The year 2012 will be an important one for the Carib-bean. It is the year when both Jamai-ca and Trinidad celebrate fifty years of independence and the one in which the Caribbean is expected to demonstrate at the London Olympics its spirit and success.
On March 24, Britain’s Chancellor of the Exchequer, George Osborne, made a long awaited announcement about the future of Britain’s controversial Air Passenger Duty (APD), the discriminatory tax that charges those travelling out of the UK more to fly to the Caribbean than to the west coast of the United States.
How well does the Caribbean relate to the European Union? A region that still sees Europe as the source of development assistance, has not fully erased a belief in special arrangements for commodities and is dubious about the value of the Economic Partnership Agreement, there seems little awareness of the ways in which Europe is changing.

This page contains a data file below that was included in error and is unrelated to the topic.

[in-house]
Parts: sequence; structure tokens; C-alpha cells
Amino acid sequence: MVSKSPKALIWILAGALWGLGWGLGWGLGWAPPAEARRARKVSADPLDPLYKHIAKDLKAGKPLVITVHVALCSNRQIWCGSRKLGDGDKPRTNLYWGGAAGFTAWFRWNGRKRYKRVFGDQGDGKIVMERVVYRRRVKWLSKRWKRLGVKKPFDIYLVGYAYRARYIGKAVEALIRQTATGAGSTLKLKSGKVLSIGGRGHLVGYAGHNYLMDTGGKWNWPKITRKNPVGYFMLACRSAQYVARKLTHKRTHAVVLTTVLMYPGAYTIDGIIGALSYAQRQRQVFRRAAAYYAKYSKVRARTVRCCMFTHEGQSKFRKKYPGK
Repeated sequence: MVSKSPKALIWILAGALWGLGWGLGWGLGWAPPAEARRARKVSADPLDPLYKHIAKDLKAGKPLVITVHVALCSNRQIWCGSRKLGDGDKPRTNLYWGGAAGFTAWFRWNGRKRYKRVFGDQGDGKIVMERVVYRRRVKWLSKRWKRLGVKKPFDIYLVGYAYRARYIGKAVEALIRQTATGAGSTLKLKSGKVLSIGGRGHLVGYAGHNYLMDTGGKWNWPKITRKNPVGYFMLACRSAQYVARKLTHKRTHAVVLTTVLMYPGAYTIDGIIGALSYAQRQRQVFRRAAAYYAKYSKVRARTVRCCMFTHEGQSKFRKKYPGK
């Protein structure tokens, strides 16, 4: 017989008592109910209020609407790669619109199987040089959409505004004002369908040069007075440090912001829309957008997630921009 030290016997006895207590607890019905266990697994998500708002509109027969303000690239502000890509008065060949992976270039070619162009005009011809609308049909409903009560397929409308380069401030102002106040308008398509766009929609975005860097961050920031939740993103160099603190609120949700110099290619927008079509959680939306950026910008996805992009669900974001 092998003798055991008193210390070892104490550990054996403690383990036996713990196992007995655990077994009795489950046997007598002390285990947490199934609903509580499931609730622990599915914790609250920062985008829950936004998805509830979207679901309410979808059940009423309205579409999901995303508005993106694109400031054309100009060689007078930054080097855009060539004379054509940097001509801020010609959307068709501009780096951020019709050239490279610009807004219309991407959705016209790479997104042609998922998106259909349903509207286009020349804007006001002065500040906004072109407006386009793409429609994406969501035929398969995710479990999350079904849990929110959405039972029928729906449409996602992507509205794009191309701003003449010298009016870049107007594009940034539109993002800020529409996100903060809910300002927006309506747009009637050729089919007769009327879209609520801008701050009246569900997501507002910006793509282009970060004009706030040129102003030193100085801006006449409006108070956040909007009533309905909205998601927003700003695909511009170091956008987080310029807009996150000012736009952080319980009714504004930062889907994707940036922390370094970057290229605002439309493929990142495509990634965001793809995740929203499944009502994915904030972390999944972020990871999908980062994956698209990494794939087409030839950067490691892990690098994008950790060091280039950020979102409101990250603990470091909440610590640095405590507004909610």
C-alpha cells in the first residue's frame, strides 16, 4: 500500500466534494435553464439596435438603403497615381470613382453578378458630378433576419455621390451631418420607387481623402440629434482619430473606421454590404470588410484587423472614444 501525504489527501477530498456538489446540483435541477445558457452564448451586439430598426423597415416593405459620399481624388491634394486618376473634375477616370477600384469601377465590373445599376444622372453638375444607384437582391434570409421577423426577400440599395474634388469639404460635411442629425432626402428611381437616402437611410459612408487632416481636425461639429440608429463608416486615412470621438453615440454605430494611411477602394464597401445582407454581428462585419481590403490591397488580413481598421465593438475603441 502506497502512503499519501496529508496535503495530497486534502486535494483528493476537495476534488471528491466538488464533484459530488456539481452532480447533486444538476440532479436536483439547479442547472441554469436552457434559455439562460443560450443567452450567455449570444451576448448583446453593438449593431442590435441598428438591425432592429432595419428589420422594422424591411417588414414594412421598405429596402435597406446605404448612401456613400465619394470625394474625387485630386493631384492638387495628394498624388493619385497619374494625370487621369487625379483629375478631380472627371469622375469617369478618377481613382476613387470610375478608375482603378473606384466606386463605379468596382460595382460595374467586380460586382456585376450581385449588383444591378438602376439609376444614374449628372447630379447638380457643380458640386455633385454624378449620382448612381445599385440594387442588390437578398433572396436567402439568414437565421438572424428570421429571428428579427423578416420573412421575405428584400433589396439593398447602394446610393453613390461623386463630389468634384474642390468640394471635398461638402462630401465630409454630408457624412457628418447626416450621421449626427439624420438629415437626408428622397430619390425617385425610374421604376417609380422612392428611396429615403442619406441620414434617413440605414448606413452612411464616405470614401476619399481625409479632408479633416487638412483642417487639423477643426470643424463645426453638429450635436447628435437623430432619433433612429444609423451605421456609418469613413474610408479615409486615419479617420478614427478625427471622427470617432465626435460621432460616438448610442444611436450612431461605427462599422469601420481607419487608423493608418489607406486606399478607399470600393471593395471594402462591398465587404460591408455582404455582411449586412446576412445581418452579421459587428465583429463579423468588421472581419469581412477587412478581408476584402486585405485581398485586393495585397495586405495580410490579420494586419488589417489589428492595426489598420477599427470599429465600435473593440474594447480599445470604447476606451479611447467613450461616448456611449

A soil and food prices continue to rise and further levies are introduced on travel, could the Caribbean be priced out of the low to middle end of the European tourism market?
Few people in the English speaking Caribbean will know the name of Felipe Vicini, the Executive President of Grupo Vicini, the Dominican Republic conglomerate that is engaged in everything from energy to agriculture.
As this is being written the United Kingdom Government is preparing to launch a national tourism policy.
A decade or more ago it would have been hard to find much that was tangible to write about China and the Caribbean.
Caribbean governments were, they suggested, looking at significantly cutting the regional secretariat’s budget and this would mean the loss of key staff.
On January 25 the BBC World Service announced that as part of a new funding arrangement with the British Government it will be cutting the broadcaster’s budget by 16 per cent or by around US$73 (£46M) per annum.
Although the Caribbean is making headway in arguing its case for a change in the level at which the UK’s Air Passenger Duty (APD) is charged, the issue still has some way to go politically.
Trying to understand what is happening to the billions of dollars donated by private individuals and governments for post earthquake relief in Haiti is far from easy.